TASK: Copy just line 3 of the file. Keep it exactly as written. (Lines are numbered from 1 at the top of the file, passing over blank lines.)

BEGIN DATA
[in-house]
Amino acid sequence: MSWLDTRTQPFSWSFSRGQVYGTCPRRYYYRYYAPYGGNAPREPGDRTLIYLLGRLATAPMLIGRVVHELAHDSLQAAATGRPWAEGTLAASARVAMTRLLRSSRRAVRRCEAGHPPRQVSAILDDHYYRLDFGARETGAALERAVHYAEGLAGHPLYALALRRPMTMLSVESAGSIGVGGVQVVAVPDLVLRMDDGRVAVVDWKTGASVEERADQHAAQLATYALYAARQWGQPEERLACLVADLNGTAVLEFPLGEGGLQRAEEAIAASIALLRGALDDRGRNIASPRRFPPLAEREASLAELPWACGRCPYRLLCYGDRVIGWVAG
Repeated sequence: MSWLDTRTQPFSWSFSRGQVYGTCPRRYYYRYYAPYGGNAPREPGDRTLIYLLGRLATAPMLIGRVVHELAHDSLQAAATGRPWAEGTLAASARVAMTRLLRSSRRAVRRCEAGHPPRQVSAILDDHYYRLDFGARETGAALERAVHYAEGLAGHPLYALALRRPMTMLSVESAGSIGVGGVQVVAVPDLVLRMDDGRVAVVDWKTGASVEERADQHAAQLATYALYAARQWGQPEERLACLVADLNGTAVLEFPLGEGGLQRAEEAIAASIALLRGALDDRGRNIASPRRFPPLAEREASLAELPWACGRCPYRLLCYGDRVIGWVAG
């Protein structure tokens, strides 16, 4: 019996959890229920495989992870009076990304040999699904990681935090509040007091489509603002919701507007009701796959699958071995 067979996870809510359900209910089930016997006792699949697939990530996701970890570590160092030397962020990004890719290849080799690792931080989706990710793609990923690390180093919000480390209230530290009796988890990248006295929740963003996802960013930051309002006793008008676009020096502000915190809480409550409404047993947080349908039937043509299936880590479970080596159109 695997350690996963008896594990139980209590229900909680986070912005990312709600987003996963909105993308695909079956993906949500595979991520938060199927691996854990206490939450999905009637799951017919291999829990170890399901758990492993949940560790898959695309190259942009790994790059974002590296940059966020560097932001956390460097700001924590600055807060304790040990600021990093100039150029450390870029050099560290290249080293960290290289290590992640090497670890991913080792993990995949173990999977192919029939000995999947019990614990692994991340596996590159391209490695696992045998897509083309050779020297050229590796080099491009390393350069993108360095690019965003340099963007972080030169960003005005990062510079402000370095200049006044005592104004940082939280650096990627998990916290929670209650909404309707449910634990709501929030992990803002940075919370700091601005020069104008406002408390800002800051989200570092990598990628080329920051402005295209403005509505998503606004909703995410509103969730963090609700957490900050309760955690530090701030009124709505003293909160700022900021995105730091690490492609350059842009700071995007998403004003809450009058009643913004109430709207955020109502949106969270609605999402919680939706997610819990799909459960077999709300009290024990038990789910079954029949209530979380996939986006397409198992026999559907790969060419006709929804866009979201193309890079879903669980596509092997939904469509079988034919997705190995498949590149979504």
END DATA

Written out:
Repeated sequence: MSWLDTRTQPFSWSFSRGQVYGTCPRRYYYRYYAPYGGNAPREPGDRTLIYLLGRLATAPMLIGRVVHELAHDSLQAAATGRPWAEGTLAASARVAMTRLLRSSRRAVRRCEAGHPPRQVSAILDDHYYRLDFGARETGAALERAVHYAEGLAGHPLYALALRRPMTMLSVESAGSIGVGGVQVVAVPDLVLRMDDGRVAVVDWKTGASVEERADQHAAQLATYALYAARQWGQPEERLACLVADLNGTAVLEFPLGEGGLQRAEEAIAASIALLRGALDDRGRNIASPRRFPPLAEREASLAELPWACGRCPYRLLCYGDRVIGWVAG